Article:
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National Thermal Power Corporation Ltd. Vs. M/S Flowmore Private Ltd. & Anr [1995] INSC 262 (8 May 1995)

Manohar Sujata V. (J) Manohar Sujata V. (J) Verma, Jagdish Saran (J) Mrs. Sujata V. Manohar, J.

CITATION: 1996 AIR 445 1995 SCC (4) 515 JT 1995 (5) 591 1995 SCALE (3)545

ACT:

HEAD NOTE:

Leave granted.

The appellant had entered into a contract with respondent No.1 on 18.1.80 under which respondent No.1 had agreed to supply to the appellant pumps together with butterfly valves, motors etc. The terms of the contract also contained an arbitration clause.

In connection with various payments made or to be made under this contract, the first-respondent furnished to the appellant, inter alia, five bank guarantees in favour of the appellant issued by the Canara Bank which are the subject- matter of dispute before us. These are:

(1) a bank guarantee dated 27.2.80 for Rs.11,54,290/-,

(2) a bank guarantee dated 26.7.86 for Rs.85,000/-,

(3) a bank guarantee dated 26.7.86 for Rs.2,53,250/-,

(4) a bank guarantee dated 26.7.86 for Rs.63,411.42 and

(5) a bank guarantee dated 26.7.86 for Rs.3,79,875/-.

While the first two bank guarantees are performance guarantees, the other three bank guarantees are to secure the advances given by the appellant to the first-respondent to be adjusted against payments to be made under the contract. All these bank guarantees are payable on demand.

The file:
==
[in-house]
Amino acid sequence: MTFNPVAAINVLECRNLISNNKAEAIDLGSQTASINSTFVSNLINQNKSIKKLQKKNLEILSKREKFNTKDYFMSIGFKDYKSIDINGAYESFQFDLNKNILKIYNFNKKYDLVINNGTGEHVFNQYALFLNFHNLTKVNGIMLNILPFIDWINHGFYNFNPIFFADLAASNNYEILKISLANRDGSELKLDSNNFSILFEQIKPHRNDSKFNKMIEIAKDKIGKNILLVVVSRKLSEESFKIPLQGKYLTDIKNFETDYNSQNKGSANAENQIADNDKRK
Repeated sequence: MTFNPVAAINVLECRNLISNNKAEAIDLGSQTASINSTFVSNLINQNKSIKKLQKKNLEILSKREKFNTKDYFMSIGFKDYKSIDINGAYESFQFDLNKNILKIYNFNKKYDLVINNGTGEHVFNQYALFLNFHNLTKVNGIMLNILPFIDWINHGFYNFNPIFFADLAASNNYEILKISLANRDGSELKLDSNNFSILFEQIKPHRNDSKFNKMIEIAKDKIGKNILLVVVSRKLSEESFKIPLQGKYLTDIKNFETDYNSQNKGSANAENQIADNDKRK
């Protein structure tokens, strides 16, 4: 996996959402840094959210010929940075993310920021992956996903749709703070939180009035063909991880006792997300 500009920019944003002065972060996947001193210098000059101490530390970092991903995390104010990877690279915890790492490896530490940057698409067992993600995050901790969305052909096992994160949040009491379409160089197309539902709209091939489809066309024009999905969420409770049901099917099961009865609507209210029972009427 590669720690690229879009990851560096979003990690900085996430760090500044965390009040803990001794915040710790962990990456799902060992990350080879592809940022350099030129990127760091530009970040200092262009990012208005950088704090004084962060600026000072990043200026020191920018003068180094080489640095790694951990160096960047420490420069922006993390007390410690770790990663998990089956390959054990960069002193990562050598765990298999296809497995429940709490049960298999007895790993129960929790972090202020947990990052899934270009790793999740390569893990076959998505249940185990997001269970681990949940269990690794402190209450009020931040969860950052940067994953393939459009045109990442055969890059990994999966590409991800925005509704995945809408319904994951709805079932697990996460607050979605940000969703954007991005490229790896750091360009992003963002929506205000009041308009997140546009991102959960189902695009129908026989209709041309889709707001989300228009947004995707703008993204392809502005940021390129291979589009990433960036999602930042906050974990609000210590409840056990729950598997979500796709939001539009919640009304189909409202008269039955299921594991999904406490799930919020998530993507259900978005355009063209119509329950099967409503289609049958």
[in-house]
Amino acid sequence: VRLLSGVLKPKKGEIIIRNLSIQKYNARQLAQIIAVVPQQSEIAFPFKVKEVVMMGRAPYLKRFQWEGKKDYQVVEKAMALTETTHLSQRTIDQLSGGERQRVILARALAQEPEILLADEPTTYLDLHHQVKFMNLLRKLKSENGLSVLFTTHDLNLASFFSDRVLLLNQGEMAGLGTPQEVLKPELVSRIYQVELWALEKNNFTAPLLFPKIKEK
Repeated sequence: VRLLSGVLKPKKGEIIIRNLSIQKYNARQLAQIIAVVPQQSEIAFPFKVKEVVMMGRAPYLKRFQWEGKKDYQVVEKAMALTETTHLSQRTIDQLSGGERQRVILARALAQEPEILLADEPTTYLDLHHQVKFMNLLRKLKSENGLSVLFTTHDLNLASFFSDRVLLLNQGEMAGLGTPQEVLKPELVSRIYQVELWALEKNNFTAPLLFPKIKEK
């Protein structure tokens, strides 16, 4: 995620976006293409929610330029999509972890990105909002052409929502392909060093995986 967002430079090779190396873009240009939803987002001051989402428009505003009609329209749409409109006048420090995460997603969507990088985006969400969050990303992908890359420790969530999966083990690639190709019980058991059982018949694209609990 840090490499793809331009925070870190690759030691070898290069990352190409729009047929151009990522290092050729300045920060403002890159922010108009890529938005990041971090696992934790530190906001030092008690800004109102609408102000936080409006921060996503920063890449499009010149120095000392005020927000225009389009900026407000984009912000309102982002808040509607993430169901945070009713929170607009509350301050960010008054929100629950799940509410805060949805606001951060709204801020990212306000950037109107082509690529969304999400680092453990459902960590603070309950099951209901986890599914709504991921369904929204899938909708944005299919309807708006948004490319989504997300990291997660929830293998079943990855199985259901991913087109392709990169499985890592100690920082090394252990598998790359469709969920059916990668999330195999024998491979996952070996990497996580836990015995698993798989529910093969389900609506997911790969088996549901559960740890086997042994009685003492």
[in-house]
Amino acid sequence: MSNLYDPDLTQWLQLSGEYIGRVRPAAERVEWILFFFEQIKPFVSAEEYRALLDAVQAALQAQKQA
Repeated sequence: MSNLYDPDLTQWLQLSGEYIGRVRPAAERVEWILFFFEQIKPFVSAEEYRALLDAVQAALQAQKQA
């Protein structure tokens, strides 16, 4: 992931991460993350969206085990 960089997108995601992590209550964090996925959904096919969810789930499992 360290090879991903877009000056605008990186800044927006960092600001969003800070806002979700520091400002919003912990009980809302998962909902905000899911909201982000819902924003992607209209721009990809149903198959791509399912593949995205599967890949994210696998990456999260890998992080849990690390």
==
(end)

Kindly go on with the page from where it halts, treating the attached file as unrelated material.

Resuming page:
Clause 1 of the bank guarantee dated 26.7.86 for Rs.85,000/- is as follows:- "In consideration of the Owner having agreed to accept from the contractor First Pump with Cast Iron Impeller temporarily in lieu of Stainless Steel Impeller (to be replaced by the Contractor with Stainless Steel Impeller by 31.12.86. We, Canara Bank, having our Head Office at Bangalore-560 002 and Branch at f-19, Connaught Circus, New Delhi (hereinafter referred to as the "Bank" which expression shall unless repugnant to the context or meaning thereof (include its successors, administrators, executors and assigns) do hereby guarantee and undertake to pay the Owner immediately on demand any or, all moneys payable by the Contractor to the extent of Rs.85,000/- (Rupees Eighty five thousand only) at any time upto 31.12.1986 without any reference to the Contractors. Any such demand made by the owner shall be conclusive and binding notwithstanding any difference between the owner and the Contractor or any dispute pending before any Court, Tribunal, Arbitrator or any other Authority.